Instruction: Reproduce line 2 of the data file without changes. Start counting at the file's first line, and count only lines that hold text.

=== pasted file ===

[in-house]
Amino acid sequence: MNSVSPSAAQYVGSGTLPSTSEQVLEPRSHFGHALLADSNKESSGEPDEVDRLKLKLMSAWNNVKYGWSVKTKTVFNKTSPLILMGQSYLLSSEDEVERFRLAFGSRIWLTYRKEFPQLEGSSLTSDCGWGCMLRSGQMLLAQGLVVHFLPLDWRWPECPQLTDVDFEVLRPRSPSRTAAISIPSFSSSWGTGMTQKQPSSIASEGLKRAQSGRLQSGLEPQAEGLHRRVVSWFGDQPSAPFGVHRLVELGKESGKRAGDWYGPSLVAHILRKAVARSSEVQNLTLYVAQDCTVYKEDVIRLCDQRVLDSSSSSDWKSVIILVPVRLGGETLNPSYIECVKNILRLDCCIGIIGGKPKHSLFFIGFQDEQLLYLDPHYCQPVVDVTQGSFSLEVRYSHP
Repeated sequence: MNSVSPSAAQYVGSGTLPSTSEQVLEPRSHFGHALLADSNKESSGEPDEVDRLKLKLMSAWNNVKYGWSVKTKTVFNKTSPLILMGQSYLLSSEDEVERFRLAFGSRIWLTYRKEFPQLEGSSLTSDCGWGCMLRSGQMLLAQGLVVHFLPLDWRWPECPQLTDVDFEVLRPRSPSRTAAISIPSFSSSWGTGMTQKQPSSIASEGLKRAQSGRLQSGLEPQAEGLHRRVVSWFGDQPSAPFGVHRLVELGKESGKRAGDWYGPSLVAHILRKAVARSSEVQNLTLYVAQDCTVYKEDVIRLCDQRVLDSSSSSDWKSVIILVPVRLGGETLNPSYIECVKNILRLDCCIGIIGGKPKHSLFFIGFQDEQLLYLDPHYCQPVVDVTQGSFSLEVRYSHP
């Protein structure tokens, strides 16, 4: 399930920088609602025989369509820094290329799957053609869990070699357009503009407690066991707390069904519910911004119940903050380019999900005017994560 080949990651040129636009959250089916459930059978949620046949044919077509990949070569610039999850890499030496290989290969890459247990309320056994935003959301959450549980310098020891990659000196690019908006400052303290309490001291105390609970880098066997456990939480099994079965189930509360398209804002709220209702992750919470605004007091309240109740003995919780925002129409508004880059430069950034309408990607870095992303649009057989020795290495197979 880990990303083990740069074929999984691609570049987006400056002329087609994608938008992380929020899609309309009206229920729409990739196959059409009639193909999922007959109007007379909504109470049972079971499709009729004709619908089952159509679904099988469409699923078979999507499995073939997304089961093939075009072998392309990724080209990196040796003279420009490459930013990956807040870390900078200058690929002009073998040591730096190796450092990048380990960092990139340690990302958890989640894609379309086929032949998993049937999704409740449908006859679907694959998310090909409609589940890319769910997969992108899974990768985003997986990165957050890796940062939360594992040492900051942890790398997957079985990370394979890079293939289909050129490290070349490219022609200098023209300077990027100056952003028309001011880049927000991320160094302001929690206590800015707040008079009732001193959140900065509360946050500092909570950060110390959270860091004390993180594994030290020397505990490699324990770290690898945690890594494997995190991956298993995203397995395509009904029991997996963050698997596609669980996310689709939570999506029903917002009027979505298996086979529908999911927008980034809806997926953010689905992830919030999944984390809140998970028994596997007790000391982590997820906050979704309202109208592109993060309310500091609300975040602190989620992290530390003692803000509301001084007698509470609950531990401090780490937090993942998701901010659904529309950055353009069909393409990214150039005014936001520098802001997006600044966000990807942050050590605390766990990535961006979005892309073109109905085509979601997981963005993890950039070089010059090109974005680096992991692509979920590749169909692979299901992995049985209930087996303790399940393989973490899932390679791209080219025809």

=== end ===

Amino acid sequence: MNSVSPSAAQYVGSGTLPSTSEQVLEPRSHFGHALLADSNKESSGEPDEVDRLKLKLMSAWNNVKYGWSVKTKTVFNKTSPLILMGQSYLLSSEDEVERFRLAFGSRIWLTYRKEFPQLEGSSLTSDCGWGCMLRSGQMLLAQGLVVHFLPLDWRWPECPQLTDVDFEVLRPRSPSRTAAISIPSFSSSWGTGMTQKQPSSIASEGLKRAQSGRLQSGLEPQAEGLHRRVVSWFGDQPSAPFGVHRLVELGKESGKRAGDWYGPSLVAHILRKAVARSSEVQNLTLYVAQDCTVYKEDVIRLCDQRVLDSSSSSDWKSVIILVPVRLGGETLNPSYIECVKNILRLDCCIGIIGGKPKHSLFFIGFQDEQLLYLDPHYCQPVVDVTQGSFSLEVRYSHP